The Belgic Confession became the basis of a counter to the Arminian controversy that arose in the following century. The text was revised again at the Synod of Dort in 1618-19, was included in the Canons of Dort (1618–19), and adopted as one of the doctrinal standards to which all office-bearers in the Reformed churches were required to subscribe. This revision was drafted in the French language (1618–19).
The Belgic Confession consists of 37 articles which deal with the doctrines of God (1-2, 8-13), Scripture (3-7), humanity (14), sin (15), Christ (18-21), salvation (16-17, 22-26), the Church (27-36), and the end times (37).
The confession's chief author was Guido de Bräs, a preacher of the Reformed churches of the Netherlands, who died a martyr to the faith in the year 1567.
During the sixteenth century the churches in this country were exposed to the most terrible persecution by the Roman Catholic government. To protest against this cruel oppression, and to prove to the persecutors that the adherents of the Reformed faith were not rebels, as was laid to their charge, but law-abiding citizens who professed the true Christian doctrine according to the Holy Scriptures, de Bräs prepared this confession in the year 1561.
Article 23: The Justification of Sinners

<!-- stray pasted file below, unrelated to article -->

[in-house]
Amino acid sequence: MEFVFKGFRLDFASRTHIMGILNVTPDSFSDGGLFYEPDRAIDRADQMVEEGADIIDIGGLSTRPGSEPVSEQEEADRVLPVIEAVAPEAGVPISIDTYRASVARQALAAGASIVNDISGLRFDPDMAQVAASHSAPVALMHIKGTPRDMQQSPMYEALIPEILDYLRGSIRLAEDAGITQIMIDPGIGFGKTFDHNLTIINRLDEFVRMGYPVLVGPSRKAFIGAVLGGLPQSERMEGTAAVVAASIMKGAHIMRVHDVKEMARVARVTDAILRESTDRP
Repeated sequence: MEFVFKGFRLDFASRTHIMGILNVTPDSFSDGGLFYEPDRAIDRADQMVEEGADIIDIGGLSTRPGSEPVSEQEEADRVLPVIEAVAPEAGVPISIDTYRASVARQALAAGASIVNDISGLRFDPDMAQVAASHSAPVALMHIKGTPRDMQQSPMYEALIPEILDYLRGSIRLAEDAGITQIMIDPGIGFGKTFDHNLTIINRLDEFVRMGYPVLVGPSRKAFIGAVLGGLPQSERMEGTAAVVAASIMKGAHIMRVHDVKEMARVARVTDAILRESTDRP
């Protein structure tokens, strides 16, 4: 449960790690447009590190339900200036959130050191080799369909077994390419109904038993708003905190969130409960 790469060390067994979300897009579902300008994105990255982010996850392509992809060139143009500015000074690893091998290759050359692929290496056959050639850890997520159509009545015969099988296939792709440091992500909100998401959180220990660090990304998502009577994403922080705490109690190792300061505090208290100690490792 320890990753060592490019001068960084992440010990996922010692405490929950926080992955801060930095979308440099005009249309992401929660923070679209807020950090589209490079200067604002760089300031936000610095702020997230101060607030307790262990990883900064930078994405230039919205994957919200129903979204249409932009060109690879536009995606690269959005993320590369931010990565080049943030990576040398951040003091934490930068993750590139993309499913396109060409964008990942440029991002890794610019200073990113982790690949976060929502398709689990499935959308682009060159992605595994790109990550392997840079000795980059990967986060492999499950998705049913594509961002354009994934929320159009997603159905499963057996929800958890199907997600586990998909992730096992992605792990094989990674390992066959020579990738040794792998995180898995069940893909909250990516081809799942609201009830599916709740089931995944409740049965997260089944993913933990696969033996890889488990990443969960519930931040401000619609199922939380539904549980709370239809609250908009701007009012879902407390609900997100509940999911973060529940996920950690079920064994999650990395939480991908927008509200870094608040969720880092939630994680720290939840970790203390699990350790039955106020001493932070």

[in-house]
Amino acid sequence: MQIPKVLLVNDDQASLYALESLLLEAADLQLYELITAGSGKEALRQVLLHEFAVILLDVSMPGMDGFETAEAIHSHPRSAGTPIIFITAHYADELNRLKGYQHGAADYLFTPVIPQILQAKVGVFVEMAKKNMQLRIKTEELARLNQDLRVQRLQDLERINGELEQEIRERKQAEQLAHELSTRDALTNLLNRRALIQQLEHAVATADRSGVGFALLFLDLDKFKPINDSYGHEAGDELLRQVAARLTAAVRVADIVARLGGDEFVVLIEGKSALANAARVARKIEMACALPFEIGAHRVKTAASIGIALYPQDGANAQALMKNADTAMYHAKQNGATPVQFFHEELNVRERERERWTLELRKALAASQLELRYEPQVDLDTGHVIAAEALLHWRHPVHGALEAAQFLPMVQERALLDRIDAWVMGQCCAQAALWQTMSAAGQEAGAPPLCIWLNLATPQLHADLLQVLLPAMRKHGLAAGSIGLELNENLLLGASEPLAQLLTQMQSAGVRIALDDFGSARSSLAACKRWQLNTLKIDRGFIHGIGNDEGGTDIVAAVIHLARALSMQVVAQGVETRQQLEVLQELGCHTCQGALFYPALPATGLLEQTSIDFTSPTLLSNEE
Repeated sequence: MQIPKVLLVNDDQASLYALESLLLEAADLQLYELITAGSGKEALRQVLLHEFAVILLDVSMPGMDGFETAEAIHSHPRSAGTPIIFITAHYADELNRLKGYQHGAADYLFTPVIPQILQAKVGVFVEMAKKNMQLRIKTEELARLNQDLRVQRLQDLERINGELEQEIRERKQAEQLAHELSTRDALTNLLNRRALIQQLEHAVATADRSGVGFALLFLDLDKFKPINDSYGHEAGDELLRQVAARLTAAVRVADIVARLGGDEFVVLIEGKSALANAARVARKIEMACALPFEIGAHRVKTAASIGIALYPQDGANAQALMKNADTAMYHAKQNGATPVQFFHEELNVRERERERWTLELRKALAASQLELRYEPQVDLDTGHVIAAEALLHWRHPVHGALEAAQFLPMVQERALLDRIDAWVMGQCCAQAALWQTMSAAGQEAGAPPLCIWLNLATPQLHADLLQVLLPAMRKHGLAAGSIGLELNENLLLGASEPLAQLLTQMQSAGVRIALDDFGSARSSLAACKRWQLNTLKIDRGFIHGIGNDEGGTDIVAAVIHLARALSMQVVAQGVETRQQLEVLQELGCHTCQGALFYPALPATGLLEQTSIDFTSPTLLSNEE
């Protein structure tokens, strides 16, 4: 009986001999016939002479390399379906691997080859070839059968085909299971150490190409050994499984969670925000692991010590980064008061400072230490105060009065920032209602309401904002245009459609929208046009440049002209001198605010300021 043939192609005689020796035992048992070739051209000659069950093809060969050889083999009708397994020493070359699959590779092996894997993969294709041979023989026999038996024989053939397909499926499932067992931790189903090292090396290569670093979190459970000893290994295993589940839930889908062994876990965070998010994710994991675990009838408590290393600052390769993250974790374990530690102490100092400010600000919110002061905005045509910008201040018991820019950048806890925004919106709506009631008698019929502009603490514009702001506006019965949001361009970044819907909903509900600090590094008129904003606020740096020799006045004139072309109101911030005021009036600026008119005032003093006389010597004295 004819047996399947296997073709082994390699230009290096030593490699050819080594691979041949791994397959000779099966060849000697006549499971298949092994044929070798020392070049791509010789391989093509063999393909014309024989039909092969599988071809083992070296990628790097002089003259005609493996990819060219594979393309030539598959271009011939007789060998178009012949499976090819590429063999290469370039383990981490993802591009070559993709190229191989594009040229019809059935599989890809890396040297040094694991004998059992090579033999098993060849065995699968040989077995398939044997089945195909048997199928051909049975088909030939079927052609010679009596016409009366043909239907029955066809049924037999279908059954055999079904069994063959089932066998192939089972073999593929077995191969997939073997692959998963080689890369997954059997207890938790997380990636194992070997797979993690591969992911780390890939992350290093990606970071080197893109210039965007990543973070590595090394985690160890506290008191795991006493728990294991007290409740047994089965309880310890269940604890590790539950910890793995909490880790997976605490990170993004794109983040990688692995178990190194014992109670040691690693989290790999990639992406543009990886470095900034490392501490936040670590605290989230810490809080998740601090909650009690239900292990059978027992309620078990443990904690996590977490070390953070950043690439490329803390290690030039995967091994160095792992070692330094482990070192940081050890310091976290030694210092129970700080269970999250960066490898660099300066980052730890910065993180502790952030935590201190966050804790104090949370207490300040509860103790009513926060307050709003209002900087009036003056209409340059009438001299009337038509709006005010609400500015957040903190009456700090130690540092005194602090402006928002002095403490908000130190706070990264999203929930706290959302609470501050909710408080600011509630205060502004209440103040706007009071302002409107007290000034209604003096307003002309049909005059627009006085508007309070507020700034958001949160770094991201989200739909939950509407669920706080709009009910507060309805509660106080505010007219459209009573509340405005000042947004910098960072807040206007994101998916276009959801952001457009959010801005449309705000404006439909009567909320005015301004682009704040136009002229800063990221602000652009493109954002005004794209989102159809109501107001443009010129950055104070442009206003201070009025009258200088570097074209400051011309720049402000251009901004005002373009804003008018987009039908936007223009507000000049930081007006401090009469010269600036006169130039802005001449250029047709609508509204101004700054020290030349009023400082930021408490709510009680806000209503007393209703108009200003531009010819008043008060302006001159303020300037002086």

We believe that our blessedness lies in the forgiveness of our sins because of Jesus Christ, and that in it our righteousness before God is contained, as David and Paul teach us when they declare that man blessed to whom God grants righteousness apart from works.^54
And the same apostle says that we are justified "freely" or "by grace" through redemption in Jesus Christ.^55 And therefore we cling to this foundation, which is firm forever, giving all glory to God, humbling ourselves, and recognizing ourselves as we are; not claiming a thing for ourselves or our merits and leaning and resting on the sole obedience of Christ crucified, which is ours when we believe in him.
That is enough to cover all our sins and to make us confident, freeing the conscience from the fear, dread, and terror of God's approach, without doing what our first father, Adam, did, who trembled as he tried to cover himself with fig leaves.
In fact, if we had to appear before God relying-- no matter how little-- on ourselves or some other creature, then, alas, we would be swallowed up.
Therefore everyone must say with David: "Lord, do not enter into judgment with your servants, for before you no living person shall be justified."^56
^54 Ps. 32:1; Rom. 4:6 ^55 Rom. 3:24 ^56 Ps. 143:2
Carlton Pruitt ministers the gospel to the Los Angeles area. Formerly a Hollywood actor (SAG member)and junk removal expert he now spends most of his time studying the scriptures, writing articles, hymns and poems and doing street preaching.
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